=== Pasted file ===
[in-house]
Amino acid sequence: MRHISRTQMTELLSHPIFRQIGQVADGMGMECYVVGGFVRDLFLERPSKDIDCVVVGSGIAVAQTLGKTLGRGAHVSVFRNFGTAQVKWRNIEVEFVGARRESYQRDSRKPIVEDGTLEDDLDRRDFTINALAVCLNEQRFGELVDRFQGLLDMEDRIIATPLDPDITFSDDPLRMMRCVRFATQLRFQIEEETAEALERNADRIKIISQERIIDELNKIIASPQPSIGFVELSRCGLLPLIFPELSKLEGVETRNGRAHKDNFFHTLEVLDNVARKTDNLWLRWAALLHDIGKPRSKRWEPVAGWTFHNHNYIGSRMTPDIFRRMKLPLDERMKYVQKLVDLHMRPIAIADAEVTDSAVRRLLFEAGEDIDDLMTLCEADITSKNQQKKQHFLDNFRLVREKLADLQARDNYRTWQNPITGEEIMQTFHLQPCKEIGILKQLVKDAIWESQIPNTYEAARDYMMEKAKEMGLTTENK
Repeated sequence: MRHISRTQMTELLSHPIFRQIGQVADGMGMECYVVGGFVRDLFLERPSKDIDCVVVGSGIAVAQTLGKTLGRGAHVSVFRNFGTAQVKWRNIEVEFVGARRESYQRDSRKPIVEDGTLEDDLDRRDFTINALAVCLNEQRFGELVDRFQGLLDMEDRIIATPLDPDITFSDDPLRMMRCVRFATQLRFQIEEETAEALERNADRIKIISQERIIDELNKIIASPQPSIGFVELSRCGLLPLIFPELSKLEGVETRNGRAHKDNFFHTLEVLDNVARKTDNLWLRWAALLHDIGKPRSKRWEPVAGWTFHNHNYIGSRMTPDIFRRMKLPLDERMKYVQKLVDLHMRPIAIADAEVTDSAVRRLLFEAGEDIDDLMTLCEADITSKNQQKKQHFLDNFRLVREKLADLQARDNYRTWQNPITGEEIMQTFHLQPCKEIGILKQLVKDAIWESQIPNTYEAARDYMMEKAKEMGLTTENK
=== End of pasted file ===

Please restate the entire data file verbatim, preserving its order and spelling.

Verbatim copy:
[in-house]
Amino acid sequence: MRHISRTQMTELLSHPIFRQIGQVADGMGMECYVVGGFVRDLFLERPSKDIDCVVVGSGIAVAQTLGKTLGRGAHVSVFRNFGTAQVKWRNIEVEFVGARRESYQRDSRKPIVEDGTLEDDLDRRDFTINALAVCLNEQRFGELVDRFQGLLDMEDRIIATPLDPDITFSDDPLRMMRCVRFATQLRFQIEEETAEALERNADRIKIISQERIIDELNKIIASPQPSIGFVELSRCGLLPLIFPELSKLEGVETRNGRAHKDNFFHTLEVLDNVARKTDNLWLRWAALLHDIGKPRSKRWEPVAGWTFHNHNYIGSRMTPDIFRRMKLPLDERMKYVQKLVDLHMRPIAIADAEVTDSAVRRLLFEAGEDIDDLMTLCEADITSKNQQKKQHFLDNFRLVREKLADLQARDNYRTWQNPITGEEIMQTFHLQPCKEIGILKQLVKDAIWESQIPNTYEAARDYMMEKAKEMGLTTENK
Repeated sequence: MRHISRTQMTELLSHPIFRQIGQVADGMGMECYVVGGFVRDLFLERPSKDIDCVVVGSGIAVAQTLGKTLGRGAHVSVFRNFGTAQVKWRNIEVEFVGARRESYQRDSRKPIVEDGTLEDDLDRRDFTINALAVCLNEQRFGELVDRFQGLLDMEDRIIATPLDPDITFSDDPLRMMRCVRFATQLRFQIEEETAEALERNADRIKIISQERIIDELNKIIASPQPSIGFVELSRCGLLPLIFPELSKLEGVETRNGRAHKDNFFHTLEVLDNVARKTDNLWLRWAALLHDIGKPRSKRWEPVAGWTFHNHNYIGSRMTPDIFRRMKLPLDERMKYVQKLVDLHMRPIAIADAEVTDSAVRRLLFEAGEDIDDLMTLCEADITSKNQQKKQHFLDNFRLVREKLADLQARDNYRTWQNPITGEEIMQTFHLQPCKEIGILKQLVKDAIWESQIPNTYEAARDYMMEKAKEMGLTTENK